With guilt already admitted, experts believe the only way to humanize Tsarnaev so he can avoid the death penalty is to put him on the stand -- but the question is when that will happen, and it could be as early as Monday.
Accused Boston Marathon bomber Dzhokhar Tsarnaev is facing accusations that he along with his late brother killed three people and injured 264 people in a horrific attack in April 2013 — but the question is, will he ever face questioning from prosecutors?
Federal prosecutors are preparing for the final phase of their case against him after Tsarnaev’s lawyers admitted that he helped carry out the two bombings at the finish line of the Boston Marathon, according to a Reuters report. Defense attorneys also pleaded guilty, and seemingly bizarre strategy that is actually common among lawyers hoping to spare their client from the death penalty by trying to convince the jury he played a secondary role and his brother Tamerlan Tsarnaev, 26, masterminded the operation. Tamerlan was killed shortly after the bombing in a shootout with police.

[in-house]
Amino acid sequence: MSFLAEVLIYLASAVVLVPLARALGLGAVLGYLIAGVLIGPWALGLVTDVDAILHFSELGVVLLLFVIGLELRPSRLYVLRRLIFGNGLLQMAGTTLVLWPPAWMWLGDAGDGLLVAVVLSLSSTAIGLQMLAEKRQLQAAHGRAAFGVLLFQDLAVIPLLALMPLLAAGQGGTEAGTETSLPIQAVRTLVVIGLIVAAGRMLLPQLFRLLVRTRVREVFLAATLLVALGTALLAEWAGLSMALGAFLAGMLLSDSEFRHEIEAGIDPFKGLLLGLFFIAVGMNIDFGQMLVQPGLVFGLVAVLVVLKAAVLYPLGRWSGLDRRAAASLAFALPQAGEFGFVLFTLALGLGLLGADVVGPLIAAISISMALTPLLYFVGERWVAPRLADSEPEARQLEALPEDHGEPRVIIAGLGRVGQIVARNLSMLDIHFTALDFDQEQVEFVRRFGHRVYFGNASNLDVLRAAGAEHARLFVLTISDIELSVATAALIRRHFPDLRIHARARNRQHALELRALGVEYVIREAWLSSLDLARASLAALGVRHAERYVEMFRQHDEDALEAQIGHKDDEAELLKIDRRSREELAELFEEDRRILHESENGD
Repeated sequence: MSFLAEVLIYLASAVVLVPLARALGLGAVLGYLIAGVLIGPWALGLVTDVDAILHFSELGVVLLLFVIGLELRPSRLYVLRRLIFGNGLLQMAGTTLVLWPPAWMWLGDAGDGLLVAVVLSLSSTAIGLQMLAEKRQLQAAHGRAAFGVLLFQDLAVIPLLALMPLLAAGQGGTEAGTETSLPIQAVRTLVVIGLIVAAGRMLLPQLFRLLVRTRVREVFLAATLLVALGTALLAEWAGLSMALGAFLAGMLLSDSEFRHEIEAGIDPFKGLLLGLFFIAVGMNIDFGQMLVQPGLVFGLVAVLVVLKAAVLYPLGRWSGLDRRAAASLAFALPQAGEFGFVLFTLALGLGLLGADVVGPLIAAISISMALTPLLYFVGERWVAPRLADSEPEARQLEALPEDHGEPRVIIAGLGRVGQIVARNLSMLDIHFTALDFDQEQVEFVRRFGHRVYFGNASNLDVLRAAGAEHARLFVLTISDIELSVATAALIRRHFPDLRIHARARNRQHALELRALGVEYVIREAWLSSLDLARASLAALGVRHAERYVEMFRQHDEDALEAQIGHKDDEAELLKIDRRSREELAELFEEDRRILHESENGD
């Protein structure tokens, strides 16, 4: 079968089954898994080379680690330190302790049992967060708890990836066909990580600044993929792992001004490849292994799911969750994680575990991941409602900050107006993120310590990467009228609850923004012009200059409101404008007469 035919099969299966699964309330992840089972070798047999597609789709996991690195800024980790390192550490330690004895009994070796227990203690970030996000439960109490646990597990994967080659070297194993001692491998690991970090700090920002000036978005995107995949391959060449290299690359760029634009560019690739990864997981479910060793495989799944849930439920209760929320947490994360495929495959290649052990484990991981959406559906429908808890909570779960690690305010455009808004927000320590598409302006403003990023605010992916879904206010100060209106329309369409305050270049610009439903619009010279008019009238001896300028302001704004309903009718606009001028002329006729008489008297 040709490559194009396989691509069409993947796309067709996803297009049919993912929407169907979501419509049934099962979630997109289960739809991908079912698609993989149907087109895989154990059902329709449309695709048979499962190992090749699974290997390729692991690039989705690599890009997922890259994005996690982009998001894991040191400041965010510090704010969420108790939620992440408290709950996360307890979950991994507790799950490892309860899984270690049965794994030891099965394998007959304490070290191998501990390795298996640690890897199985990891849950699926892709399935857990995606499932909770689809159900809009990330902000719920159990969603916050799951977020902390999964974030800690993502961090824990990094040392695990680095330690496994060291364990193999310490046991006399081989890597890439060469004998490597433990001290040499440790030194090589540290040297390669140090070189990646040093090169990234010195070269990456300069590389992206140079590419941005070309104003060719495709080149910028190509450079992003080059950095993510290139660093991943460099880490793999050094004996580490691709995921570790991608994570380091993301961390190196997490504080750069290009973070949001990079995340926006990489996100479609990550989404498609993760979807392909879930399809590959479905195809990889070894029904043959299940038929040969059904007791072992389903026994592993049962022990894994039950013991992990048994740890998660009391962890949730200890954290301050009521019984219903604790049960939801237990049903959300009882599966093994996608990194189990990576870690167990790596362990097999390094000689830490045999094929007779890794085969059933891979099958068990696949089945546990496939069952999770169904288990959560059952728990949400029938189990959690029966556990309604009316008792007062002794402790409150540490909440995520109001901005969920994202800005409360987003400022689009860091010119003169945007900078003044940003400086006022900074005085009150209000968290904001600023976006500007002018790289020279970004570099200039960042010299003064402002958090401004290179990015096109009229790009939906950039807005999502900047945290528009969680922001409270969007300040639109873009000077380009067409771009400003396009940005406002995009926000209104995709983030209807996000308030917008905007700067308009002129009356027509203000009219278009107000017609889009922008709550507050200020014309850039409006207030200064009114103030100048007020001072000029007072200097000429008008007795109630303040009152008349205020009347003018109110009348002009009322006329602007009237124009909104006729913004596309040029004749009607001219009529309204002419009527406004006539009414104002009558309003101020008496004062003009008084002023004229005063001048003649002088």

With that strategy, the defense hasn’t had to do much in the first six days of the trial as prosecutors interviewed 51 witnesses, including those injured by the bombings.
The trial will kick off again on Monday, and prosecutors are expected to start talking about the last hours before Tsarnaev was eventually captured while hiding in a boat in someone’s backyard in a Boston suburb.
Now the big question is, will defense attorneys call Tsarnaev, 21, to the stand? This could happen before the jury enters a verdict or during the sentencing phase that would come afterward when he would face either death or life in prison.
The defense will have the difficult task of humanizing a man they acknowledged willfully bombed innocent civilians during the Boston Marathon. In order to do that, they will almost certainly need to put him on the witness stand, experts believe.